Hypertension Diagnostics, Inc. (HDII-OTC: BB)
Interview with:
Mark N. Schwartz, Chairman and CEO
Business News, Financial News, Stocks, Money & Investment Ideas, CEO Interview
and Information on their
proprietary non-invasive blood pressure waveform analysis methodology for measuring the elasticity of large and small arteries.


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Hypertension Diagnostics is offering physicians a test that could not only help them increase revenues but also better diagnose hypertension thereby decreasing the risk of heart attack

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Medical Instruments & Supplies

Hypertension Diagnostics, Inc.

2915 Waters RoadSuite 108
Eagan, MN 55121-1562
Phone: 651-687-9999

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Mark N. Schwartz
Chairman and CEO

Interview conducted by:
Lynn Fosse, Senior Editor
December 1, 2005

Mark N. Schwartz
Chairman and CEO

Mark N. Schwartz has been chairman and CEO of Hypertension Diagnostics, Inc. since August 2003. Previously he was CFO of DDD Group plc, a digital media company he took public on the London Stock Exchange. He was the founder and CFO of Bodega Latina Corporation, a successful Hispanic grocery warehouse retailer in Los Angeles. Mr. Schwartz was an investment banker at Credit Suisse First Boston and Donaldson, Lufkin, Jenrette. He is a former member of the board of directors of Starbucks Coffee Company.

Company Profile:
Hypertension Diagnostics, Inc., headquartered in Eagan, Minnesota, was founded in July 1988 to develop a proprietary blood pressure waveform analysis methodology into a non-invasive means for measuring the elasticity of large and small arteries. HDI has developed proprietary blood pressure waveform analysis technology, which has been incorporated into the design of several products.

Hypertension Diagnostics is in the business of saving lives by helping reduce the risk of cardiovascular disease using the CVProfilor. The CVProfilor is a device that enables physicians to identify heart disease before it results in a heart attack or stroke. It works by measuring small and large artery elasticity, the key indicator of cardiovascular health. Approximately 50% of the population in the United States dies from cardiovascular disease, but with early detection, 90% of the people at risk can be saved.


The CVProfilor painlessly and non-invasively measures both large and small arterial elasticity. The test, a simple 7-minute process, enables physicians to identify patients who require immediate and aggressive therapy based on evidence of underlying vascular disease. It provides a reproducible and reimbursable way to differentiate between hypertension and elevated blood pressure, risk-stratify patients with diabetes, atherosclerosis and hypertension, and detect vascular disease in white coat hypertensive, borderline hypertensive, hypercholesterolemic, and pre-diabetic patients. The CVProfilor enables physicians to screen their at-risk patient population for early signs of cardiovascular disease years or even decades before they manifest symptoms.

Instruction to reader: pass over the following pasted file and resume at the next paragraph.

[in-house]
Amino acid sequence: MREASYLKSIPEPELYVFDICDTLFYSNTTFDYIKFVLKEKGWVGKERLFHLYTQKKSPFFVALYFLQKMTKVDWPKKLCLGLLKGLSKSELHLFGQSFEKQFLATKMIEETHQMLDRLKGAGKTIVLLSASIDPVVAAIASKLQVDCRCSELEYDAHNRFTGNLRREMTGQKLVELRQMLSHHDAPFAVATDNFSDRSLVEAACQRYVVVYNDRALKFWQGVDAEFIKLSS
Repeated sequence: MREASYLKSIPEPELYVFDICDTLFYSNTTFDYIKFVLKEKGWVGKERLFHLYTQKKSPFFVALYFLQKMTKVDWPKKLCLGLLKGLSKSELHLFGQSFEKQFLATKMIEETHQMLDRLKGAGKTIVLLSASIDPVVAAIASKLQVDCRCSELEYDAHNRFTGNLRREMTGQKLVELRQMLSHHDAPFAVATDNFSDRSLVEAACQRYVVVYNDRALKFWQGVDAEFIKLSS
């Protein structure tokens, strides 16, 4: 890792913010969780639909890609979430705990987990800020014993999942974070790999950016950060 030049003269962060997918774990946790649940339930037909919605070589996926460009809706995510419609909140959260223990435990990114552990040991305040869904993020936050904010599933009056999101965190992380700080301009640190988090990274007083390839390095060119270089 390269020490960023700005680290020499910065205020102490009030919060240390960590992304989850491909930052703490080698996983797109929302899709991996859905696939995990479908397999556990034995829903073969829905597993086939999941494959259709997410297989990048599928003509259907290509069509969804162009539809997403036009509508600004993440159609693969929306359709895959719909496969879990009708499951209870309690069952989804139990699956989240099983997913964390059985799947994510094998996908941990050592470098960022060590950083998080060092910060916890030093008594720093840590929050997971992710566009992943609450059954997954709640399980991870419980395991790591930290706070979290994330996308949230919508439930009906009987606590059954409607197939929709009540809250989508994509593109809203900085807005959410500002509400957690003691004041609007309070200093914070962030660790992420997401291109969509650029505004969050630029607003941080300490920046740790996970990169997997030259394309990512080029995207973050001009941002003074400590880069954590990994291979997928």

Five drug manufacturers have permitted the public disclosure of their use of our CVProfilor in their multi-site clinical research trials: Alteon, AstraZeneca, Parke-Davis, Pfizer, and Solvay. The CVProfilor was used in the NHLBI Multi-Ethnic Study of Atherosclerosis (MESA) research trial in May 2000. Recently, the American Society of Hypertension (ASH) released its new definition of hypertension at its 2005 annual meeting, which emphasizes the vascular health component of cardiovascular disease. Pfizer released the results of the AVALON trial at the ASH meeting, which showed the benefits of its new drug, Caudet, on improving arterial elasticity in as short as eight weeks. There are over 200+ published, peer-reviewed scientific articles and presentations on HDI's methodology, which provides evidence on the validity, accuracy and reproducibility of the CVProfilor.

CEOCFO: Mr. Schwartz, what was your vision when you came to Hypertension Diagnostics and how has that developed so far?
Mr. Schwartz: “What attracted me to HDI was the fact that the CVProfilor was a device that really could save lives. It is a technology that one-day will be in every primary care physician’s office in the United States and around the world. It is at the early stage of its deployment into the marketplace. We are at that classic situation where the technology is ahead of the marketplace and studying Jeffrey Moore, Crossing The Chasm and the other books he’s written; there is an opportunity to develop market niches for the company as the marketplace caught up with the technology. This was also an opportunity to one day have an extraordinary technology/medical device company.”

CEOCFO: Where is HDI today?
Mr. Schwartz: “We now have the core business model that gives us the launching pad to deploy a profitable business model. It is an economic model that we have refined that is attractive to our customers, attractive to our sales representatives and extremely compelling to investors and to the marketplace. We feel that we can now grow the company exponentially. We can double the size of the company every year if not more, for the next five to seven years.”

CEOCFO: Is this your rent to own plan?